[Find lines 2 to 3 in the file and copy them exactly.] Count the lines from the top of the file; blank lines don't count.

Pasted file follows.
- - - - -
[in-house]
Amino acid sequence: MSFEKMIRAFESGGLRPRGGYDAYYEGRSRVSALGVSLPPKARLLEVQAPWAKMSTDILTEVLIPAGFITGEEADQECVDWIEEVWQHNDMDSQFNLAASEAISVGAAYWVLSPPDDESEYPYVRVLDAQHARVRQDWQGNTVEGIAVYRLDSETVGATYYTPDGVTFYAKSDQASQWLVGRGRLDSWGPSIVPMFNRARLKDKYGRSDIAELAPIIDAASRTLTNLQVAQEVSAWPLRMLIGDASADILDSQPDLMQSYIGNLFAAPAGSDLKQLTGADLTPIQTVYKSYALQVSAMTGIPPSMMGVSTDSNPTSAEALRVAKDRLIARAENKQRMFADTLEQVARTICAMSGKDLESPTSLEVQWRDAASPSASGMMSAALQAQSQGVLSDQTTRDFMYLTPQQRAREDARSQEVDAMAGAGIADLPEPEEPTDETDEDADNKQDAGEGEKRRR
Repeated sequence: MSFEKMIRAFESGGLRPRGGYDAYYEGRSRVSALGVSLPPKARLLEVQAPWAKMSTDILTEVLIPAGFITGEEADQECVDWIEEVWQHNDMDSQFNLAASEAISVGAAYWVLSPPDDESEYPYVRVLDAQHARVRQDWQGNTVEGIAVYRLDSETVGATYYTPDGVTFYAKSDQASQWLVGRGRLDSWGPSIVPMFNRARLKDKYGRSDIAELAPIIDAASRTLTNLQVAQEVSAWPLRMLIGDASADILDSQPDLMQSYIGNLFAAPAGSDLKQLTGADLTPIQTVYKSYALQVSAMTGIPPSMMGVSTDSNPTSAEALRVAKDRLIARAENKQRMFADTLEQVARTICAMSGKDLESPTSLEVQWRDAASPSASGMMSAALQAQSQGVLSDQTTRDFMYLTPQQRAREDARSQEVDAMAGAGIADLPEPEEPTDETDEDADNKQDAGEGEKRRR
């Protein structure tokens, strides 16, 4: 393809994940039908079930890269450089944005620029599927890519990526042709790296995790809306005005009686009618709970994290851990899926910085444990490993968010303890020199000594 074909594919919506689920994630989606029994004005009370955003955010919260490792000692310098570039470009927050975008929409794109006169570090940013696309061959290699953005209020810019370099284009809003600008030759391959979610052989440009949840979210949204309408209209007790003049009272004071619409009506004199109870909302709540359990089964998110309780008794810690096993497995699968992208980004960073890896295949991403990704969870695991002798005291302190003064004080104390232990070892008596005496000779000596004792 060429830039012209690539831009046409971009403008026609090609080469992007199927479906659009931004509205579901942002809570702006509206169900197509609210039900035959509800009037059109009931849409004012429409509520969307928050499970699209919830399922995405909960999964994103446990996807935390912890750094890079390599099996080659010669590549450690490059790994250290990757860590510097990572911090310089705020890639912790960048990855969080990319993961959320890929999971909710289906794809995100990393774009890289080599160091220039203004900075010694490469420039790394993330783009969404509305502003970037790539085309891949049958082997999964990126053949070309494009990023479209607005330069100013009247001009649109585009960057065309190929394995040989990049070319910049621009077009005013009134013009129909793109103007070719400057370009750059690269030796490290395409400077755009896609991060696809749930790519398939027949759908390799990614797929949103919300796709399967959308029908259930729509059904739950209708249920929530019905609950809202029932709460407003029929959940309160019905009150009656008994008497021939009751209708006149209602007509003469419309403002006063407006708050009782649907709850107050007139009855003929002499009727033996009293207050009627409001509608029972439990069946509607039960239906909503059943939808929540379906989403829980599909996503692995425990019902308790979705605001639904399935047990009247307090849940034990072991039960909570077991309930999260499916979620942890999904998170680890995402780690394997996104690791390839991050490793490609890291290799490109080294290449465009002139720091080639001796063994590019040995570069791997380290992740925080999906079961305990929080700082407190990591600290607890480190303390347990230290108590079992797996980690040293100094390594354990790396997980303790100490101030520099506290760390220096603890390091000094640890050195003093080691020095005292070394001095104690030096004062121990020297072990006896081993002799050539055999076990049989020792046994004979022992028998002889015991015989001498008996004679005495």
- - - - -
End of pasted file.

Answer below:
Amino acid sequence: MSFEKMIRAFESGGLRPRGGYDAYYEGRSRVSALGVSLPPKARLLEVQAPWAKMSTDILTEVLIPAGFITGEEADQECVDWIEEVWQHNDMDSQFNLAASEAISVGAAYWVLSPPDDESEYPYVRVLDAQHARVRQDWQGNTVEGIAVYRLDSETVGATYYTPDGVTFYAKSDQASQWLVGRGRLDSWGPSIVPMFNRARLKDKYGRSDIAELAPIIDAASRTLTNLQVAQEVSAWPLRMLIGDASADILDSQPDLMQSYIGNLFAAPAGSDLKQLTGADLTPIQTVYKSYALQVSAMTGIPPSMMGVSTDSNPTSAEALRVAKDRLIARAENKQRMFADTLEQVARTICAMSGKDLESPTSLEVQWRDAASPSASGMMSAALQAQSQGVLSDQTTRDFMYLTPQQRAREDARSQEVDAMAGAGIADLPEPEEPTDETDEDADNKQDAGEGEKRRR
Repeated sequence: MSFEKMIRAFESGGLRPRGGYDAYYEGRSRVSALGVSLPPKARLLEVQAPWAKMSTDILTEVLIPAGFITGEEADQECVDWIEEVWQHNDMDSQFNLAASEAISVGAAYWVLSPPDDESEYPYVRVLDAQHARVRQDWQGNTVEGIAVYRLDSETVGATYYTPDGVTFYAKSDQASQWLVGRGRLDSWGPSIVPMFNRARLKDKYGRSDIAELAPIIDAASRTLTNLQVAQEVSAWPLRMLIGDASADILDSQPDLMQSYIGNLFAAPAGSDLKQLTGADLTPIQTVYKSYALQVSAMTGIPPSMMGVSTDSNPTSAEALRVAKDRLIARAENKQRMFADTLEQVARTICAMSGKDLESPTSLEVQWRDAASPSASGMMSAALQAQSQGVLSDQTTRDFMYLTPQQRAREDARSQEVDAMAGAGIADLPEPEEPTDETDEDADNKQDAGEGEKRRR